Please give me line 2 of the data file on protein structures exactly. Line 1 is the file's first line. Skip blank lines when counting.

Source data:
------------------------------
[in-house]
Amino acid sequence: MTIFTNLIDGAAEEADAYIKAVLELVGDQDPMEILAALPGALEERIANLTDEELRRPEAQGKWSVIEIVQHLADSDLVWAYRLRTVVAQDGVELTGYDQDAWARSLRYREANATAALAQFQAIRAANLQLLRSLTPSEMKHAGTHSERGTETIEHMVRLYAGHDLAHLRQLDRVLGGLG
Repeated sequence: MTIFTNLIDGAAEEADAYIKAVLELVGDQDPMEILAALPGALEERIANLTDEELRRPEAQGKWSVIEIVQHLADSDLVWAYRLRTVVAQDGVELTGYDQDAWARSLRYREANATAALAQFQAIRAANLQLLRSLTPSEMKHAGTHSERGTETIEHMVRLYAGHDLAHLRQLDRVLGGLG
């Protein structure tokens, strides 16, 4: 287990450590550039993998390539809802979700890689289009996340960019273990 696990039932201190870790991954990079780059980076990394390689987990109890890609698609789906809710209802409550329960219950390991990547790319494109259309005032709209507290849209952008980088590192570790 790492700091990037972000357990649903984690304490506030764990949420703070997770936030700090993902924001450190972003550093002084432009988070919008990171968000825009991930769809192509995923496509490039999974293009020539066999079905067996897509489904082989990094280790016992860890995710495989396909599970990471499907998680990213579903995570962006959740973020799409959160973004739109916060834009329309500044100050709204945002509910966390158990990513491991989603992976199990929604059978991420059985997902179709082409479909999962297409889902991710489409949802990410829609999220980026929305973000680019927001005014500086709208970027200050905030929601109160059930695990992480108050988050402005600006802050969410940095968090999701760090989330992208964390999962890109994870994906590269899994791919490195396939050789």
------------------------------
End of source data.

Amino acid sequence: MTIFTNLIDGAAEEADAYIKAVLELVGDQDPMEILAALPGALEERIANLTDEELRRPEAQGKWSVIEIVQHLADSDLVWAYRLRTVVAQDGVELTGYDQDAWARSLRYREANATAALAQFQAIRAANLQLLRSLTPSEMKHAGTHSERGTETIEHMVRLYAGHDLAHLRQLDRVLGGLG